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Vol. 34. Issue 6.
Pages 411-419 (June 2015)
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Vol. 34. Issue 6.
Pages 411-419 (June 2015)
Review article
DOI: 10.1016/j.repce.2015.05.004
Open Access
Use of implantable cardioverter-defibrillators in athletes: A systematic review
Utilização de cardioversores desfibrilhadores implantáveis em desportistas: revisão sistemática
Ricardo Liz Almeidaa, Rui Providênciaa,b,
Corresponding author

Corresponding author.
, Lino Gonçalvesa,b
a Universidade de Coimbra, Faculdade de Medicina, Coimbra, Portugal
b Serviço de Cardiologia, Centro Hospitalar e Universitário de Coimbra, Coimbra, Portugal
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Figures (1)
Tables (4)
Table 1. Classification of sports (adapted from Maron et al.2).
Table 2. Causes of sudden death in 387 young athletes (adapted from Maron et al.11).
Table 3. Factors affecting the use of implantable cardioverter-defibrillators in athletes (adapted from Lawless et al.3).
Table 4. Main studies assessing the use of implantable cardioverter-defibrillators in athletes.
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International guidelines exclude athletes with implantable cardioverter-defibrillators (ICDs) from participating in sports, except those of low intensity (category IA, such as golf, billiards or bowling). However, these guidelines are based on expert consensus, and thus the safety and risks of participating in sports in this population are still largely unknown in the medical community.

We performed a systematic review of the literature in PubMed using the following search string: “((sudden cardiac death) AND (sport OR physical exercise)) AND defibrillator”. After the application of pre-defined inclusion and exclusion criteria, 36 results were selected, which are explored in this paper.

Preliminary results on ICD use in this population appear to demonstrate the safety and efficacy of the device in this context. Further studies, with longer follow-up and with larger samples, may provide stronger evidence to support these findings. In the meantime, disqualifying almost all ICD patients from participating in sports, without taking into consideration their individual needs and characteristics, may be prejudicial to a considerable number of patients by preventing them from exercising their profession or engaging in recreational sport, for which their risk of sudden cardiac death may be low.

Implantable cardioverter-defibrillator
Sudden cardiac death

As recomendações internacionais excluem todos os atletas possuidores de um cardioversor desfibrilhador implantável (CDI) da prática de todos os desportos exceto os de baixa intensidade, inseridos na categoria IA (golfe, bilhar, bowling). No entanto, estas recomendações são baseadas em consensos de peritos e a segurança ou riscos resultantes da prática desportiva nesta população ainda são largamente desconhecidos da comunidade médica.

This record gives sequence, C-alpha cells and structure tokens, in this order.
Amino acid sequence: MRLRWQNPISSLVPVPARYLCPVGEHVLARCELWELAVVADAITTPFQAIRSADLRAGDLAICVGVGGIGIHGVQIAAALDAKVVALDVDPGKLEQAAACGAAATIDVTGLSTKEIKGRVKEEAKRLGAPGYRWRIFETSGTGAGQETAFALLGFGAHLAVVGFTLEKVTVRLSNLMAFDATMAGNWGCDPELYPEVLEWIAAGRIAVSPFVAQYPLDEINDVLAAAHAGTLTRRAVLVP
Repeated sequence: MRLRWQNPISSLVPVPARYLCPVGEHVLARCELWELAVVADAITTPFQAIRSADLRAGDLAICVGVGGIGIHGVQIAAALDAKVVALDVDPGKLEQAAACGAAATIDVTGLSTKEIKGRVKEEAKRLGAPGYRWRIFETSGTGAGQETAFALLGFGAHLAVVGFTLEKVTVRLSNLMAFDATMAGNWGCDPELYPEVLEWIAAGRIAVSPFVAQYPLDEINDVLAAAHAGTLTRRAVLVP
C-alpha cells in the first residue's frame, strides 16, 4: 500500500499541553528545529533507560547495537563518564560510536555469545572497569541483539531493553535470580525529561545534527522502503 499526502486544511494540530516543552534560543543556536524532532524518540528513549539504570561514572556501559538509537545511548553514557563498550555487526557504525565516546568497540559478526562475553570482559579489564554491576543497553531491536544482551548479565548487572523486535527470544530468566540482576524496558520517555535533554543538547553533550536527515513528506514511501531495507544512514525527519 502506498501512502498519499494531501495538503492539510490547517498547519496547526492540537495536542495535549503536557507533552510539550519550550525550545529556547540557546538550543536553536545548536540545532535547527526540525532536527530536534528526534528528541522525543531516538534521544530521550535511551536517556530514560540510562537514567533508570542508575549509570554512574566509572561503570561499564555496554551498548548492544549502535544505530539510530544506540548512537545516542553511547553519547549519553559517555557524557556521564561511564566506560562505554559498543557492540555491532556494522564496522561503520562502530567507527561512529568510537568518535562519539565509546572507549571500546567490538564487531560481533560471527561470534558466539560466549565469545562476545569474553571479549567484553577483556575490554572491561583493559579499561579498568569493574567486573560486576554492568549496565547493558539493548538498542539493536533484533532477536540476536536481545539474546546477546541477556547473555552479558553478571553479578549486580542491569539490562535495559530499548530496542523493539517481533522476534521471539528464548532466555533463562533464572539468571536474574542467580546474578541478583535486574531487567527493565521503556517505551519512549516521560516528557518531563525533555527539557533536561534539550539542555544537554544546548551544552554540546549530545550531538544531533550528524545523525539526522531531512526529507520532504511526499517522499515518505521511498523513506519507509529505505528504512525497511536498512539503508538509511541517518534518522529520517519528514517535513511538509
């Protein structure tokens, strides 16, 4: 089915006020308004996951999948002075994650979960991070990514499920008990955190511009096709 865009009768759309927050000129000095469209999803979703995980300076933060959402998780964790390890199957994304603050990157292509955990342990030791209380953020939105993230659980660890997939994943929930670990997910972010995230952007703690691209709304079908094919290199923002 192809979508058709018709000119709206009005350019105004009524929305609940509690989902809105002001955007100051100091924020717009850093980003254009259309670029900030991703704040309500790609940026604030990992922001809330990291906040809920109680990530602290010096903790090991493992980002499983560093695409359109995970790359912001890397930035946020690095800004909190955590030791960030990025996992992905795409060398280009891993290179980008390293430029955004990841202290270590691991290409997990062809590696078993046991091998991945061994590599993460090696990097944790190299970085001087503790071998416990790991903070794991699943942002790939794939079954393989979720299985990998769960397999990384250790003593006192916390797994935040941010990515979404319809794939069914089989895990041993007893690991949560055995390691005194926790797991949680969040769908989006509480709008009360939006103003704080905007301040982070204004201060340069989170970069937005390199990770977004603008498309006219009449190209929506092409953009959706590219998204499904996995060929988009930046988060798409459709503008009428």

Foi realizada uma revisão sistemática da literatura existente na PubMed utilizando a seguinte expressão: «(sudden cardiac death) AND (sport OR physical exercise) AND defibrillator». Após a avaliação de critérios de inclusão e exclusão pré-definidos, foram selecionados 36 resultados que são explorados neste manuscrito.

Aesultados preliminares da utilização de CDI nesta população parecem atestar a sua segurança e eficácia. Estudos futuros, permitindo o seguimento de um maior número de desportistas por um período mais duradouro, poderão fornecer mais robustez e evidência mais forte a suportar estes achados. Entretanto, a abordagem ao desportista portador de CDI deve ser personalizada e adequada ao paciente, de acordo com a cardiopatia e tipo de desporto em questão. Uma abordagem generalista com desqualificação de quase todos os desportistas sem atender às suas especificidades pode prejudicar uma quantidade considerável de doentes aos quais será vedada a possibilidade de manter a sua profissão ou prática, para a qual poderiam eventualmente apresentar um risco baixo de morte súbita cardíaca.

Cardioversor desfibrilhador implantável
Morte súbita cardíaca
List of abbreviations

arrhythmogenic right ventricular dysplasia


36th Bethesda Conference


dilated cardiomyopathy


European Society of Cardiology


implantable cardioverter-defibrillator


hypertrophic cardiomyopathy


sudden cardiac death


American College of Cardiology/American Heart Association

Full Text

Sudden cardiac death (SCD) in athletes, its prevention by means of implantable cardioverter-defibrillators (ICDs), and whether athletes with ICDs should be disqualified from participating in competitive sport, are currently the subject of intense controversy.1

The recommendations of the 36th Bethesda Conference (BC#36)2 and the European Society of Cardiology (ESC)25 exclude athletes with ICDs from all but low-intensity sports (category IA of the BC#36 classification2) (Table 1). These recommendations are based on the perceived risks, including failure of the device to deliver appropriate therapies, injury resulting from loss of consciousness or control caused by an ICD shock or the arrhythmia itself, and damage to the device or leads.3 The guidelines were developed on the basis of expert consensus rather than on the results of studies, and there is as yet no solid evidence concerning the actual risks to ICD patients arising from participation in competitive sports.

Table 1.

Classification of sports (adapted from Maron et al.2).